May 26, 2021

Like cat and dog pets in paintings of old masters


Weronika Daniluk


"Everyone is Napoleon to their dog. That's the reason why dogs are so popular."

Aldous Huxley



Apparently, among all the other divisions, people are also split into those who prefer dogs and those who prefer cats. It is no different with the greatest masters of fine arts. Salvador Dali? Cats (wild). Pablo Picasso? Dogs. Nonetheless, you do not need to be a painter to have your own preferences in this aspect.

Everyone will find something interesting among the works offered at the “Big Ones for the Small Ones Auction. Artists Help Animals", which is organized by Desa Unicum auction house for the second time in aid of the Wielcy Małym Foundation (Big Ones for the Small Ones Foundation), associated with VIVA! magazine. All proceeds from the auction will go to shelters and foster homes. This year, more than 1,700 dogs, 500 cats, and 60 other animals will receive help. The funds will be provided to eight shelters in Poland (Korabiewice, Łódź, Skierniewice, Tomaszów Mazowiecki, Kruszewo, Gliwice, Boguszyce Małe, and Głowno).


We invite you to familiarize yourself with the auction offer, which includes works by such artists as Józef Wilkoń, Franciszek Maśluszczak, Stasys Eidrigevicius, Anna Gruszczyńska, Anna Bimer, Katarzyna Januszko, Piotr Młodożeniec, Stanisław Młodożeniec, Rafał Olbiński, Artur Przebindowski, Marek Ruff, Wiesław Szamocki, or Marcin Rząsa.

Peter Paul Rubens, Cztery kontynenty, 1615, źródło: WikiCommons


Animal motifs have been naturally reoccurring in arts for centuries. It is enough to mention the scenes in the Lascaux cave from the Paleolithic age or the marble copy of the Greek Molossus dog sculpture, currently in the collection of the British Museum. Moreover, animals in art often carried a symbolic meaning. At the turn of the Middle Ages and the Renaissance, bats, nocturnal animals, were identified with one of the four temperaments (moods) - melancholy, which was to be characteristic of scholars and geniuses. Albrecht Dürer's famous engraving "Melencolia I" (in the collection of the Albertina Museum in Vienna) refers to these symbols. Depictions of bats can be found in the ornaments of Kazimierz Jagiellończyk's tombstone, carved by Wit Stwosz at the Wawel Cathedral. In Peter Paul Rubens' painting "The Four Continents" (at the Art History Museum in Vienna), the crocodile represents the allegory of Africa and the Nile, and the tiger symbolizes Asia.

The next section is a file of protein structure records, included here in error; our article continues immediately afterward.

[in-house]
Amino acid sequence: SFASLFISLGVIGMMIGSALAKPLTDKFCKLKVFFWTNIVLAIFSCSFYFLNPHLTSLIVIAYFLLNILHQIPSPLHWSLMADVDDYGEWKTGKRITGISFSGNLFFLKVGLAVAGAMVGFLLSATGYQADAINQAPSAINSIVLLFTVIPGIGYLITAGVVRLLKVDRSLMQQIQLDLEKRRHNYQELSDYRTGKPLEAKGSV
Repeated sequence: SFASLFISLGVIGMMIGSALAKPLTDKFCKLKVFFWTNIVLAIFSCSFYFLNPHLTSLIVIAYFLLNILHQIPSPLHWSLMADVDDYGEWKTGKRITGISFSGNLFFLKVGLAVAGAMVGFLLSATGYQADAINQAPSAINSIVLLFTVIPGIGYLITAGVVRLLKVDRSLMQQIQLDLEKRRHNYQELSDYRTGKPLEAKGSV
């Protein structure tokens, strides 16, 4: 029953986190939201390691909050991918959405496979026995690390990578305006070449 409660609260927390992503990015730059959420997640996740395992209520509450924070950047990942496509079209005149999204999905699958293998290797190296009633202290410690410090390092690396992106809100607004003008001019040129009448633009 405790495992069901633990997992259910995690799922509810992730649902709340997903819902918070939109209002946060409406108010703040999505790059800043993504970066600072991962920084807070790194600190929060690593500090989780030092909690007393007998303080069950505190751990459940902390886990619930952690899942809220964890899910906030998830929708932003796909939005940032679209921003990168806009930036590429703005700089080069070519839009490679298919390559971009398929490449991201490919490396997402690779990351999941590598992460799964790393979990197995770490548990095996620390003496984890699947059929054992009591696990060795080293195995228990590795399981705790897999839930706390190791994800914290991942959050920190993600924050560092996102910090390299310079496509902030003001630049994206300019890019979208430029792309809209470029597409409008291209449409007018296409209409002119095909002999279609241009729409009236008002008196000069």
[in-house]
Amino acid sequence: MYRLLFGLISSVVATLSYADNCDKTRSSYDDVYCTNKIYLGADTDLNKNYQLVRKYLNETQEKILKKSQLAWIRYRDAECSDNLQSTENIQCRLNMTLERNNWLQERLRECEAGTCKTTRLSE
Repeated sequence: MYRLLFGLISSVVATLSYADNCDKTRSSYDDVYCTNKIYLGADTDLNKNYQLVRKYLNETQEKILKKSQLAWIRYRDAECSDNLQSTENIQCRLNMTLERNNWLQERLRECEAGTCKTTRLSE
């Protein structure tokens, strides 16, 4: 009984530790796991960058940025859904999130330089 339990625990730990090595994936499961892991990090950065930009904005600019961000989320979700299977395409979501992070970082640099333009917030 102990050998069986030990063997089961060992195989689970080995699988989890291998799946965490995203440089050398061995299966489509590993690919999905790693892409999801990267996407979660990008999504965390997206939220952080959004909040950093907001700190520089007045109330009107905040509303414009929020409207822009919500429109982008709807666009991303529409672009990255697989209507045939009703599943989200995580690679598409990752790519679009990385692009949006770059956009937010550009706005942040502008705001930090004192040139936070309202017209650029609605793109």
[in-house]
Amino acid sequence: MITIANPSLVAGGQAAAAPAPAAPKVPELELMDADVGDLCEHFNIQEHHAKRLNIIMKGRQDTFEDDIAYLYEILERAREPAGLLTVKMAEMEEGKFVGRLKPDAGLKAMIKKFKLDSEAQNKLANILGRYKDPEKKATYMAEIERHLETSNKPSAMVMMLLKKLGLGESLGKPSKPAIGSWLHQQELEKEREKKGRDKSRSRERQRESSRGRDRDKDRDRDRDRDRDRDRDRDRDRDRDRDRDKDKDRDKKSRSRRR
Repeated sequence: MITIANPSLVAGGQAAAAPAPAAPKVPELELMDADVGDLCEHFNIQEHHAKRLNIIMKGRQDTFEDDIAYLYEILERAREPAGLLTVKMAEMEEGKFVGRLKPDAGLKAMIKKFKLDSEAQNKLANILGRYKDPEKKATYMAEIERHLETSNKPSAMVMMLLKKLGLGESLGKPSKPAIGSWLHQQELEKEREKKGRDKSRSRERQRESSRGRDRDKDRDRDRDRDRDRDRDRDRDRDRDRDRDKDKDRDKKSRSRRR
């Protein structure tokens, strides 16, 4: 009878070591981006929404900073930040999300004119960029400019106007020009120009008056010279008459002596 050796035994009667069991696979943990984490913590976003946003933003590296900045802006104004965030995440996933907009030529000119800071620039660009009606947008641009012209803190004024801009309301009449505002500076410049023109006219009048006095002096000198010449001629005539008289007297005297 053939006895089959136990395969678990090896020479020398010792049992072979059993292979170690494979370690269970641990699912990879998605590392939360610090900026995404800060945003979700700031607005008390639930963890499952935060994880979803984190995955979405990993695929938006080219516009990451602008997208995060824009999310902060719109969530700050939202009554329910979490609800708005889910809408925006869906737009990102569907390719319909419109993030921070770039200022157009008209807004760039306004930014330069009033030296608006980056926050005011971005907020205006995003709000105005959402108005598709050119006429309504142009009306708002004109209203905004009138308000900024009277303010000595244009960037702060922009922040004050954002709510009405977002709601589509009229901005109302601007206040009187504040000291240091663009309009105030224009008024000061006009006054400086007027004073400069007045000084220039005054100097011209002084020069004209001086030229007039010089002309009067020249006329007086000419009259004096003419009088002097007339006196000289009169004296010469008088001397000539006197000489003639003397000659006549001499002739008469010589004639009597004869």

Jan van Eyck, Portret małżonków Arnolfinich, 1434, źródło: Wikicommons


In his full of symbolism "The Arnolfini Portrait" (at the National Gallery in London), Jan van Eyck painted a small, shaggy dog at the feet of newlyweds. Among numerous other, concealed and still not fully identified symbols in this masterpiece of Dutch realism, the dog may be interpreted as a symbol of marital fidelity.

Diego Velázquez, Las Meninas, 1656- 1657, źródło: Wikicommons


On the other hand, in Diego Velázquez's painting "Las Meninas" (at the National Museum in Prado), which shares in common with van Eyck's painting the reflection of people outside the main composition hidden in the mirror, we see a mastiff in front of Infanta Margaret, placed in the foreground, on the right side of the composition. The dog was a gift from James I Stuart to Philip III Habsburg (grandfather of the young princess). Funnily enough, three hundred years later, the mastiff turned into... a dachshund. And not just anybody's dachshund. In a series of fifty-eight paintings, while recreating the work of his fellow countryman, Pablo Picasso (at the Picasso Museum in Barcelona) depicted his beloved pet named Lump. The Spaniard had many dogs, including an Afghan hound, but it was the dachshund that completely stole his heart.

Pablo Picasso, Las Meninas, 1957, źródło:

In the artist's words:

"Lump, he's not a dog, he's not a little human, he's somebody else."

David Douglas Duncan, the original owner of the dog stated:

"It was a romance. Picasso took Lump in his arms. He fed him from the hand. Holy Dogs (sic!), this little dog took the power. He was in control of the whole house."

William Hogarth, Autoportret z psem, 1745, źródło: Wikicommons


The pug, William Hogarth's dog, which the artist depicted, among others, in his self-portrait ("The Painter and his Pug" at the Tate Gallery), even has his own Wikipedia page.

Gustave Courbet, Autoportret z czarnym psem, 1844, źródło: Wikicommons


21-year-old Gustave Courbet, in his "Self-Portrait with a Black Dog" depicted himself as a fashionably dressed dandy (work at the Musée des Beaux-Arts de la Ville de Paris). It may be exemplified by the wanton, yellow lining, which was purposefully exposed by rolling up the coat. The artist looks from the painting at the viewer in a defiant, direct way. He is confident about his talent and career, standing (sitting) on its threshold. With his left hand, the Frenchman hugs a dog that... resembles him. Not surprisingly. After all, it has long been said that owners look like their pets (or vice versa). In some cases, the boundaries are so blurred that it is not even known who is taking whom for a walk. Fortunately, the animals from the paintings "do not speak".